As to the economy in general I don't buy all the doom and gloom. This country was in a worse mess in 1945 and got through it although the 50's was not the best decade to live through but hey rock and roll started which made life bearable. In the 60's life was very rosy with great music and fantastic opportunities - I know I made decent money then. If history repeats itself we'll be out of the woods in 2 years or so and on the up again. Look at the stock market there is hardly any pessimism there - so why the negative comments? We'll get through this problem - just like we always have in the past.

  • Comment number 67.

    It just goes to show that the government is wrong to say that we are out of recession. HMV, Next, M&S. They are all facing uncertain futures due to the rate of inflation increasing as a result of rising oil prices amongst all other things. So, it's no surprise to me that HMV is struggling with profit, mainly because consumers haven't got the money to spend on such luxuries anymore, due to the rising unemployment and a small amount of advertisements on the jobs market.
    Also, I went into HMV a few months back, and they have a superb range of music, DVD boxsets etc to choose from. However, some of the prices for some of the products at HMV is ridiculous, and I usually go elsewhere to find the same product for a cheaper price. And this is probably another reason why the sales are down at HMV.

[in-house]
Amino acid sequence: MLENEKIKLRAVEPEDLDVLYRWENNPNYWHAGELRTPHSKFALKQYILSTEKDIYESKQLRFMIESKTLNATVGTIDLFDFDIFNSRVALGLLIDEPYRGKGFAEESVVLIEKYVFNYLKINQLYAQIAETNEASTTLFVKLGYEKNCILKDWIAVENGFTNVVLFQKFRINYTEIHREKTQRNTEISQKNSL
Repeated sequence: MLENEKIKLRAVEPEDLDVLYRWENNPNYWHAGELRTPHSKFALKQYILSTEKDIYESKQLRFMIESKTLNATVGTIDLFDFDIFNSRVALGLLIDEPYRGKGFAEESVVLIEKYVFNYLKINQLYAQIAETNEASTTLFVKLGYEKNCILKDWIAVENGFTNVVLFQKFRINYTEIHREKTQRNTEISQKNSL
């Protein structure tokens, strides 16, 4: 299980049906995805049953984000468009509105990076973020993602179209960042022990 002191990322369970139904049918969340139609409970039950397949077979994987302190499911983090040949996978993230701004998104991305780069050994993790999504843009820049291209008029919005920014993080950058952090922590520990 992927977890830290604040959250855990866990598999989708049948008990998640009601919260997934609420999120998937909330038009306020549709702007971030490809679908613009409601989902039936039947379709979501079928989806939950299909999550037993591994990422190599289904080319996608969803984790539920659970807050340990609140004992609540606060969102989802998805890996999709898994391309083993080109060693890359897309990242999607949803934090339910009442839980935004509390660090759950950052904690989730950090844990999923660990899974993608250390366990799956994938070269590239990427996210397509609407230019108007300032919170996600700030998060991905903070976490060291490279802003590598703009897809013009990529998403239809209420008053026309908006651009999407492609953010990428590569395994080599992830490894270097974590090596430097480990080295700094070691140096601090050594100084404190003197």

Hopefully, HMV and all the retail shops that are under pressure will survive. But the reality is that it's not going to be easy, and hopefully we can get through this difficult period.

  • Comment number 68.

    #31 "I have never understood why economists think that 'growth' comprising increased consumer debt, increased imports, declining balance of payments, spending on unnecessary cheap consumer goods imported from China, increased exports of rubbish to China, increase in low paid boring retail jobs, unnecessary use of earth's resources in commodities, machinery, shipping etc, can be a good thing."

    It is only considered a good thing by those economists forged from within and in support of a Capitalist system.

    #46 "So what is the practical implementable alternative if the population is growing and people's expectations are for an improved standard of living?"

    What improved standard of living? This generation of school leavers are going to be less well off than their parents.

  • Comment number 69.

    18**

    Fair comment , but I still believe the HMV "brand" can still be successful on line . Waterstones would probably do better on its own -

  • Comment number 70.

    The good years in retail were none such as they were the years when anyone could buy cheap in China and sell dear in Blighty. Any idiot could succeed and many did. Now is the time the sheep, goats, men and boys separate out.